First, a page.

Friday, August 04, 2006

Americans Reveal Their Puritan Roots Whether It's in Business, Sex or War

From the London Times online comes Americans reveal their Puritan roots whether it's in business, sex or war. This is fascinating to me because I am in the process of trying to get through Perry Miller's "The New England Mind", a comprehensive overview of Puritan thought. So much is laid at the Puritans' feet, but this article is a little different. I think I will be revisiting this one. In full ...

ANYONE WHO THINKS of American foreign policy in the Middle East as cussed, overzealous, hot-headed and hypocritical will be unconsoled to learn that this was the kind of thing people were saying about Puritanism and its adherents some four hundred years ago. Like so much else in modern America, its actions abroad should be viewed through the prism of the country’s root religion, Puritanism.

To understand its continued centrality, imagine an America with no Mayflower and no New England. The national temperament would be less earnest, less moralistic, gentler. There would be fewer people in jail, and no executions. There might also be fewer Republican presidents and Bible literalists, and because a non-Puritan America would be less mesmerised by sex and introspection, less pornography and fewer psychiatrists’ couches.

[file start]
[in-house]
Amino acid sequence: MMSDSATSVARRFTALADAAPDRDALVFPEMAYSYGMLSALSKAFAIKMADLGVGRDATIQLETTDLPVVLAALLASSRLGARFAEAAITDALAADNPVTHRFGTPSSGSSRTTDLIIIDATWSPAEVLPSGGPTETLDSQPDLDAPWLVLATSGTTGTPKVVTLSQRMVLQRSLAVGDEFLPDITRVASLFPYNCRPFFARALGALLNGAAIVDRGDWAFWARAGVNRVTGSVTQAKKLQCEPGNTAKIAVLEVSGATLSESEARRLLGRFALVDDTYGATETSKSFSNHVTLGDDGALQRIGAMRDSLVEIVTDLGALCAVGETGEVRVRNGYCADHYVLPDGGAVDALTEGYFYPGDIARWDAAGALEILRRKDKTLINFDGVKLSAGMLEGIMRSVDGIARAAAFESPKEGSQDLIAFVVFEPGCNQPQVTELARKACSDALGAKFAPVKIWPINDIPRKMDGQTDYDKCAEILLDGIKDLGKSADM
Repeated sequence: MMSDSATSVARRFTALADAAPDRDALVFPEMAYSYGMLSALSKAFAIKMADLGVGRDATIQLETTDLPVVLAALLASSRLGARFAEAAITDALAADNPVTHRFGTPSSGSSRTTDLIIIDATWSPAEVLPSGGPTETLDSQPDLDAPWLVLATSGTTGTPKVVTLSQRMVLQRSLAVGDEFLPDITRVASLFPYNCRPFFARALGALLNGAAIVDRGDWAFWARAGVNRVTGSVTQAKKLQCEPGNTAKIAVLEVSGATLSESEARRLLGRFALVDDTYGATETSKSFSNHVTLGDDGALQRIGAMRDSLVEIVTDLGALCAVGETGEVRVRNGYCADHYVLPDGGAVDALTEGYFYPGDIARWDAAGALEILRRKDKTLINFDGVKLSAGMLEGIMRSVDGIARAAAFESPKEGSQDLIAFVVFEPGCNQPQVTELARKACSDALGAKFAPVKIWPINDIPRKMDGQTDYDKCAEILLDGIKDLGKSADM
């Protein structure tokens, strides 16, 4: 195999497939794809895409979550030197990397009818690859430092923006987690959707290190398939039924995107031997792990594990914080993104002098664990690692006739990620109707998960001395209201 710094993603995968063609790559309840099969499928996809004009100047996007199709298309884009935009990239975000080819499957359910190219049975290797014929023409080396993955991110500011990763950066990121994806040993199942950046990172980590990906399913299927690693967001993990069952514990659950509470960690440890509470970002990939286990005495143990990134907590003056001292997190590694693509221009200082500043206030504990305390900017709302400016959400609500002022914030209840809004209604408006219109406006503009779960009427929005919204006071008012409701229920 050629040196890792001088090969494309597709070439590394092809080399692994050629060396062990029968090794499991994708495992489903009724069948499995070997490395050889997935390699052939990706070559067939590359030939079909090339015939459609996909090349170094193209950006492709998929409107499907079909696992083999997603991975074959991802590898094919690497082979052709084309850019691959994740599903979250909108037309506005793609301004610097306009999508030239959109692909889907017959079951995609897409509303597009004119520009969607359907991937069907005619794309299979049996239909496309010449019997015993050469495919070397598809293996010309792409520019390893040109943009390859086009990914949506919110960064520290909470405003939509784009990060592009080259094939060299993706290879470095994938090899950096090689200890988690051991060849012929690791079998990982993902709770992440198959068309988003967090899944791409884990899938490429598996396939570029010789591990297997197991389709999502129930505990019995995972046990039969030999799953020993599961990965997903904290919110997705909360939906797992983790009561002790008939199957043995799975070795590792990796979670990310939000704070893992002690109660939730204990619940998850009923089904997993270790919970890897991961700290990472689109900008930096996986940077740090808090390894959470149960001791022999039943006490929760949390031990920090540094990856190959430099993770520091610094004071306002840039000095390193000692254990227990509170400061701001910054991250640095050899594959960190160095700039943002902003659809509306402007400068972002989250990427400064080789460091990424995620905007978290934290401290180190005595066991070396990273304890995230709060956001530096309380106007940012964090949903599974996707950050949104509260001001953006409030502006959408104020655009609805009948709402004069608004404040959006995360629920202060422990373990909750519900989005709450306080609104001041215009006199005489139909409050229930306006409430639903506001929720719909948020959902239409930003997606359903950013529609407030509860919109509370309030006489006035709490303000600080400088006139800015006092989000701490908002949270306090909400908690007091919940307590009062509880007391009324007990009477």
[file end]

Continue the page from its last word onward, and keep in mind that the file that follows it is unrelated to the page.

An improvement on the America we have got, you may say. But the country might also have been less energetic, less enterprising, less rigorously democratic, less uncompromisingly freedom-loving. A poorer, milder America would be less able to do good as well as harm in the world. More reluctant to become engaged in Vietnam, it might also have been less tenacious in its pursuit of the Cold War generally. It would certainly not have been in Iraq, but that would be small comfort to its French or British critics, because a softer, non-Puritan America might well have resulted in a Europe submerged by Hitler, Stalin, or both.

But America is what it is, a country that is still 60 per cent Protestant. This could be a handy guide to its behaviour, except that Puritan doctrine was notoriously contradictory. All you can be sure of is its tendency to fly to extremes. “Its theory had been discipline,” R. H. Tawney wrote, “its practical result was liberty,” and listening to the maledictions of right-wing evangelists on the La-La-land lifestyle you hear echoes of the same tensions. Whether the subject is sex, business or foreign policy, never have the conflicts within America’s warring soul been more apparent than today.

Nowhere are the paradoxes of the Puritan conscience more flagrant, or more entertaining, than in the sexual sphere. That Hugh Hefner had a Puritan upbringing and that Alfred Kinsey’s father was a preacher explains a lot. Now absolute sexual freedoms are demanded in the same self-righteous spirit as the Puritans insisted on absolute repression, and the determination to dispense with the inhibitions of the past has begun to assume the earnestness and intolerance characteristic of the Puritan originators of their problems. “Self-realisation” (a very Puritan concept) can be energising, or it can be a pretext for promiscuity, sexual egotism, exhibitionism and self-indulgence.